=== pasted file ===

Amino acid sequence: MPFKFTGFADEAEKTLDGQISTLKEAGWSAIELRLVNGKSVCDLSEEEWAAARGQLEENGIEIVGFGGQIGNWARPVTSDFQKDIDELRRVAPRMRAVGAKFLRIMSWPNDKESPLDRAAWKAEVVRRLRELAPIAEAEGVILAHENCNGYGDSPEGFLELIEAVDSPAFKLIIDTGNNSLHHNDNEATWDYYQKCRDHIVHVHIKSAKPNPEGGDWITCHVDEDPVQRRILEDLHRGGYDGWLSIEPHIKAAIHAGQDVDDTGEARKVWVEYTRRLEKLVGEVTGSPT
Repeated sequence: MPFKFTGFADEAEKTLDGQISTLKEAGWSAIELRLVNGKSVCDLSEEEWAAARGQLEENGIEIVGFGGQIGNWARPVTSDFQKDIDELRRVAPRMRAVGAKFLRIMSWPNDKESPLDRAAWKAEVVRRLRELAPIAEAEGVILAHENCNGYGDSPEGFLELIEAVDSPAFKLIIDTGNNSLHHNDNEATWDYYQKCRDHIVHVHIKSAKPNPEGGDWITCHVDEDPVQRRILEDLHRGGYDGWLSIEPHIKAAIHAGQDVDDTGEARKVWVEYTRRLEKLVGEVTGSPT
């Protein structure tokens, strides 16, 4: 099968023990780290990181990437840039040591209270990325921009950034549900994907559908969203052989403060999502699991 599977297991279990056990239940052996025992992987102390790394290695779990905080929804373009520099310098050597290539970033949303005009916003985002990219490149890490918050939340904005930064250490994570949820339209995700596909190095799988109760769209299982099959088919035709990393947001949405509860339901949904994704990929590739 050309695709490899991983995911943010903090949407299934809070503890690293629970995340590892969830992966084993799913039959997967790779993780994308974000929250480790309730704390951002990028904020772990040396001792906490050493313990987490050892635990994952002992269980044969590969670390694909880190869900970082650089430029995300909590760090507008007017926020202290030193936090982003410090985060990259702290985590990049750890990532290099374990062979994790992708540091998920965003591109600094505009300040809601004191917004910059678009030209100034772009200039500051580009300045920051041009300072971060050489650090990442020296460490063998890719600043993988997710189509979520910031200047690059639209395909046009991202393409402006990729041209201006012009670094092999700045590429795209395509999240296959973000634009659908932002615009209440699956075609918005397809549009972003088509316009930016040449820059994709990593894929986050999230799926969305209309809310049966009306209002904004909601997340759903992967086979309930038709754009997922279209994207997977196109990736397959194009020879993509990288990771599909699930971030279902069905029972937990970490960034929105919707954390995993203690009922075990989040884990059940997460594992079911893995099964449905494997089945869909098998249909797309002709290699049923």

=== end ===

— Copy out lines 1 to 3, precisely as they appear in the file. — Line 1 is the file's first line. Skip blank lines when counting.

Amino acid sequence: MPFKFTGFADEAEKTLDGQISTLKEAGWSAIELRLVNGKSVCDLSEEEWAAARGQLEENGIEIVGFGGQIGNWARPVTSDFQKDIDELRRVAPRMRAVGAKFLRIMSWPNDKESPLDRAAWKAEVVRRLRELAPIAEAEGVILAHENCNGYGDSPEGFLELIEAVDSPAFKLIIDTGNNSLHHNDNEATWDYYQKCRDHIVHVHIKSAKPNPEGGDWITCHVDEDPVQRRILEDLHRGGYDGWLSIEPHIKAAIHAGQDVDDTGEARKVWVEYTRRLEKLVGEVTGSPT
Repeated sequence: MPFKFTGFADEAEKTLDGQISTLKEAGWSAIELRLVNGKSVCDLSEEEWAAARGQLEENGIEIVGFGGQIGNWARPVTSDFQKDIDELRRVAPRMRAVGAKFLRIMSWPNDKESPLDRAAWKAEVVRRLRELAPIAEAEGVILAHENCNGYGDSPEGFLELIEAVDSPAFKLIIDTGNNSLHHNDNEATWDYYQKCRDHIVHVHIKSAKPNPEGGDWITCHVDEDPVQRRILEDLHRGGYDGWLSIEPHIKAAIHAGQDVDDTGEARKVWVEYTRRLEKLVGEVTGSPT
């Protein structure tokens, strides 16, 4: 099968023990780290990181990437840039040591209270990325921009950034549900994907559908969203052989403060999502699991 599977297991279990056990239940052996025992992987102390790394290695779990905080929804373009520099310098050597290539970033949303005009916003985002990219490149890490918050939340904005930064250490994570949820339209995700596909190095799988109760769209299982099959088919035709990393947001949405509860339901949904994704990929590739 050309695709490899991983995911943010903090949407299934809070503890690293629970995340590892969830992966084993799913039959997967790779993780994308974000929250480790309730704390951002990028904020772990040396001792906490050493313990987490050892635990994952002992269980044969590969670390694909880190869900970082650089430029995300909590760090507008007017926020202290030193936090982003410090985060990259702290985590990049750890990532290099374990062979994790992708540091998920965003591109600094505009300040809601004191917004910059678009030209100034772009200039500051580009300045920051041009300072971060050489650090990442020296460490063998890719600043993988997710189509979520910031200047690059639209395909046009991202393409402006990729041209201006012009670094092999700045590429795209395509999240296959973000634009659908932002615009209440699956075609918005397809549009972003088509316009930016040449820059994709990593894929986050999230799926969305209309809310049966009306209002904004909601997340759903992967086979309930038709754009997922279209994207997977196109990736397959194009020879993509990288990771599909699930971030279902069905029972937990970490960034929105919707954390995993203690009922075990989040884990059940997460594992079911893995099964449905494997089945869909098998249909797309002709290699049923």